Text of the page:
A secondary site can only be installed as a child site below a primary site. This site type extends the reach of a primary site to manage devices in locations that have a slow network connection to the primary site. Even though a secondary site extends the primary site, the primary site manages all of the clients. The secondary site provides support for devices in the remote location. It provides support by compressing and then managing the transfer of information across your network that you send (deploy) to clients, and that clients send back to the site.
The following diagrams show some example site designs.
For more information, see the following topics:
Site system servers and site system roles
Each Configuration Manager site installs site system roles that support management operations. The following roles are installed by default when you install a site:
The site server role is assigned to the computer where you install the site.
The site database server role is assigned to the SQL Server that hosts the site database.
Other site system roles are optional, and are only used when you want to use the functionality that is active in a site system role. Any computer that hosts a site system role is referred to as a site system server.
For a smaller deployment of Configuration Manager, you might initially run all of your site system roles directly on the site server computer. Then, as your managed environment and needs grow, you can install additional site system servers to host additional site system roles to improve the site's efficiency in providing services to more devices.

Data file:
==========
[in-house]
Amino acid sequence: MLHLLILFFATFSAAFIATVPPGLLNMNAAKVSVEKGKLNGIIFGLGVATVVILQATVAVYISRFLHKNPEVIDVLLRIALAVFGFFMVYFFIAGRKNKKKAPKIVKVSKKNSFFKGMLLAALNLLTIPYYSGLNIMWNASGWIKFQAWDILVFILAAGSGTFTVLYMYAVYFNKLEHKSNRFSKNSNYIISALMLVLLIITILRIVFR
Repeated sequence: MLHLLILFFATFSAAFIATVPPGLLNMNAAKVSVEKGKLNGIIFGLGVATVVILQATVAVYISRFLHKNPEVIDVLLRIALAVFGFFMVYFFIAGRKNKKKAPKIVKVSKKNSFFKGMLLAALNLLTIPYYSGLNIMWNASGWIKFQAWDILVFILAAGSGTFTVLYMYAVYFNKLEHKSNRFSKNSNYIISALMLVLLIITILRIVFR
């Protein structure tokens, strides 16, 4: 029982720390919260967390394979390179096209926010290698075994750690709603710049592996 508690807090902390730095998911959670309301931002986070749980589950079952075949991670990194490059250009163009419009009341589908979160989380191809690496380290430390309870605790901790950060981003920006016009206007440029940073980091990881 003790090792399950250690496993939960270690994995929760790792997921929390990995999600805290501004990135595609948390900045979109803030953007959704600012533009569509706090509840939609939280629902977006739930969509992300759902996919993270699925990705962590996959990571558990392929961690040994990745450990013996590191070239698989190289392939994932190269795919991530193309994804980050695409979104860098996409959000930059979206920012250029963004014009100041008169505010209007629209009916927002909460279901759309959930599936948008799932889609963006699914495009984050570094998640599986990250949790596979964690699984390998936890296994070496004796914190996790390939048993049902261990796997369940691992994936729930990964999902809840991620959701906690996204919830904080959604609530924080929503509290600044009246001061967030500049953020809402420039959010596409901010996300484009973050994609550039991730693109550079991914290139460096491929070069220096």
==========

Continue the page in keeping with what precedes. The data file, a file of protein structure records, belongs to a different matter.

For information about the different site system roles, see Site system roles in Plan for site system servers and site system roles for Configuration Manager.
Publishing site information to Active Directory Domain Services
To simplify management of Configuration Manager, you can extend the Active Directory schema to support details that are used by Configuration Manager, and then have sites publish their key information to Active Directory Domain Services (AD DS). Then the computers that you want to manage can securely retrieve site-related information from the trusted source of AD DS. The information clients can retrieve identifies available sites, site system servers, and the services that those site system servers provide.
Extending the Active Directory schema is done only one time for each forest, and can be done before or after you install Configuration Manager. When you extend the schema, you must create a new Active Directory container named System Management in each domain. The container contains a Configuration Manager site that will publish data for clients to find. For more information, see Prepare Active Directory for site publishing.
Publishing site data improves the security of your Configuration Manager hierarchy and reduces administrative overhead, but is not required for basic Configuration Manager functionality.